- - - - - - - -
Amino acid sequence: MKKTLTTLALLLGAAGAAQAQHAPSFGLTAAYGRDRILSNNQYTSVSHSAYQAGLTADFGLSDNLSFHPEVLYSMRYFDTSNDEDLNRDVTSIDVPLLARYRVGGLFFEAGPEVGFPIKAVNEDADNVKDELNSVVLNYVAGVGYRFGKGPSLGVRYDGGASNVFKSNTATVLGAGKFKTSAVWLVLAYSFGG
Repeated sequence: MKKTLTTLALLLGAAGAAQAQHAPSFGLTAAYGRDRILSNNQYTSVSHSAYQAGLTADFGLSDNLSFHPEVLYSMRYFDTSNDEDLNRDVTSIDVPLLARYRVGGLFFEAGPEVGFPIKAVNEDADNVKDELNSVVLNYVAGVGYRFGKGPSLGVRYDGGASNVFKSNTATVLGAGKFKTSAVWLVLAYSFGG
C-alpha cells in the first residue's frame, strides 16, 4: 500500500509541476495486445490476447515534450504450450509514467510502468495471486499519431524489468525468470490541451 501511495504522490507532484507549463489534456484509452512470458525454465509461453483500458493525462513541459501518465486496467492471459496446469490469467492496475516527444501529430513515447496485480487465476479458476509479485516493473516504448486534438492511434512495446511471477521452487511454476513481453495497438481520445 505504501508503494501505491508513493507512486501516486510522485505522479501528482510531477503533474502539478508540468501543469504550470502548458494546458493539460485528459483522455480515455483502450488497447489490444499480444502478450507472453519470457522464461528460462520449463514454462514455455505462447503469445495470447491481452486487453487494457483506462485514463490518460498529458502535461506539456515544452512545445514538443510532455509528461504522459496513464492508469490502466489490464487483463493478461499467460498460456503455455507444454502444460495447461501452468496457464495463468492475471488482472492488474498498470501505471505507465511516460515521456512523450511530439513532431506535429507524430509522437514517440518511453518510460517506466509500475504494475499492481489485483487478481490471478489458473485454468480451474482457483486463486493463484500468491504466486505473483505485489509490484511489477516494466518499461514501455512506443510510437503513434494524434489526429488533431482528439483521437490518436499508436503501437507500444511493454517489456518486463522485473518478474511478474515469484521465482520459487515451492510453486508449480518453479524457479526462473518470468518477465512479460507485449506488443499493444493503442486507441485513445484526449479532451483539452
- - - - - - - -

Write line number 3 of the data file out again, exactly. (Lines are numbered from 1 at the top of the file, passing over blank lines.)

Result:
C-alpha cells in the first residue's frame, strides 16, 4: 500500500509541476495486445490476447515534450504450450509514467510502468495471486499519431524489468525468470490541451 501511495504522490507532484507549463489534456484509452512470458525454465509461453483500458493525462513541459501518465486496467492471459496446469490469467492496475516527444501529430513515447496485480487465476479458476509479485516493473516504448486534438492511434512495446511471477521452487511454476513481453495497438481520445 505504501508503494501505491508513493507512486501516486510522485505522479501528482510531477503533474502539478508540468501543469504550470502548458494546458493539460485528459483522455480515455483502450488497447489490444499480444502478450507472453519470457522464461528460462520449463514454462514455455505462447503469445495470447491481452486487453487494457483506462485514463490518460498529458502535461506539456515544452512545445514538443510532455509528461504522459496513464492508469490502466489490464487483463493478461499467460498460456503455455507444454502444460495447461501452468496457464495463468492475471488482472492488474498498470501505471505507465511516460515521456512523450511530439513532431506535429507524430509522437514517440518511453518510460517506466509500475504494475499492481489485483487478481490471478489458473485454468480451474482457483486463486493463484500468491504466486505473483505485489509490484511489477516494466518499461514501455512506443510510437503513434494524434489526429488533431482528439483521437490518436499508436503501437507500444511493454517489456518486463522485473518478474511478474515469484521465482520459487515451492510453486508449480518453479524457479526462473518470468518477465512479460507485449506488443499493444493503442486507441485513445484526449479532451483539452